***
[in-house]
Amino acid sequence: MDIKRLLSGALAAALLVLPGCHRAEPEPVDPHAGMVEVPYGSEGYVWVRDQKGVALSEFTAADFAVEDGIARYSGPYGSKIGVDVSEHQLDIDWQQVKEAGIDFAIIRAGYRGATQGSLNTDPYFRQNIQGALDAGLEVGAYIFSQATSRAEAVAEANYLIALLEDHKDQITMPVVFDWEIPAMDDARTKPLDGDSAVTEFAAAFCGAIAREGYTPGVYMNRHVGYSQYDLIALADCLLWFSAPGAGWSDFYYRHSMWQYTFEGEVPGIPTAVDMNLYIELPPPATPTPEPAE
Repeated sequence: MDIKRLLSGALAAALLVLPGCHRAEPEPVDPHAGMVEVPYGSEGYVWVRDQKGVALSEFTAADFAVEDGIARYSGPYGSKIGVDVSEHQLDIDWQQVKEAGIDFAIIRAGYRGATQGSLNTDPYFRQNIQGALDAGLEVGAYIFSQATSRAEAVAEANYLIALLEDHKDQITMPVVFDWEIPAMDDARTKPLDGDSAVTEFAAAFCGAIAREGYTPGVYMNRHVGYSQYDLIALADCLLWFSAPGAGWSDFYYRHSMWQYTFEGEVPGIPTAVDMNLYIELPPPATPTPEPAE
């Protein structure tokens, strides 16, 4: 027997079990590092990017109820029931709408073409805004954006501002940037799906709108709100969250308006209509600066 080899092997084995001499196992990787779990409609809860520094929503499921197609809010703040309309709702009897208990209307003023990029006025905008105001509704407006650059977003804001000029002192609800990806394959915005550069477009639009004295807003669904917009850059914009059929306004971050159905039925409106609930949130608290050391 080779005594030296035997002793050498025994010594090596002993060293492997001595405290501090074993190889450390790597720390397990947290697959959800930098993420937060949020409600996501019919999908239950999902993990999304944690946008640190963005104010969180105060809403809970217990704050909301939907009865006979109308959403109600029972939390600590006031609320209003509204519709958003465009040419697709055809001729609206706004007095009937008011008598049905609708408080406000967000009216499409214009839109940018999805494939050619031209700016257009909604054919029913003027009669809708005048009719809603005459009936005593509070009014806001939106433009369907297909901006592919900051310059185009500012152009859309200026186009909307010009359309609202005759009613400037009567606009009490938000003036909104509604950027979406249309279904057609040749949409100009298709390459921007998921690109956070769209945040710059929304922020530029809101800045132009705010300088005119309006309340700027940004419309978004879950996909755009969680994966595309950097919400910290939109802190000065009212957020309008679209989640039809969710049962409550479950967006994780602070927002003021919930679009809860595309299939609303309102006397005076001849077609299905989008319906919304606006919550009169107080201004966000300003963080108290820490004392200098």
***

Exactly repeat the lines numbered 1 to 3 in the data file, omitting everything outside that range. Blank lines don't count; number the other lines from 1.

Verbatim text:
[in-house]
Amino acid sequence: MDIKRLLSGALAAALLVLPGCHRAEPEPVDPHAGMVEVPYGSEGYVWVRDQKGVALSEFTAADFAVEDGIARYSGPYGSKIGVDVSEHQLDIDWQQVKEAGIDFAIIRAGYRGATQGSLNTDPYFRQNIQGALDAGLEVGAYIFSQATSRAEAVAEANYLIALLEDHKDQITMPVVFDWEIPAMDDARTKPLDGDSAVTEFAAAFCGAIAREGYTPGVYMNRHVGYSQYDLIALADCLLWFSAPGAGWSDFYYRHSMWQYTFEGEVPGIPTAVDMNLYIELPPPATPTPEPAE
Repeated sequence: MDIKRLLSGALAAALLVLPGCHRAEPEPVDPHAGMVEVPYGSEGYVWVRDQKGVALSEFTAADFAVEDGIARYSGPYGSKIGVDVSEHQLDIDWQQVKEAGIDFAIIRAGYRGATQGSLNTDPYFRQNIQGALDAGLEVGAYIFSQATSRAEAVAEANYLIALLEDHKDQITMPVVFDWEIPAMDDARTKPLDGDSAVTEFAAAFCGAIAREGYTPGVYMNRHVGYSQYDLIALADCLLWFSAPGAGWSDFYYRHSMWQYTFEGEVPGIPTAVDMNLYIELPPPATPTPEPAE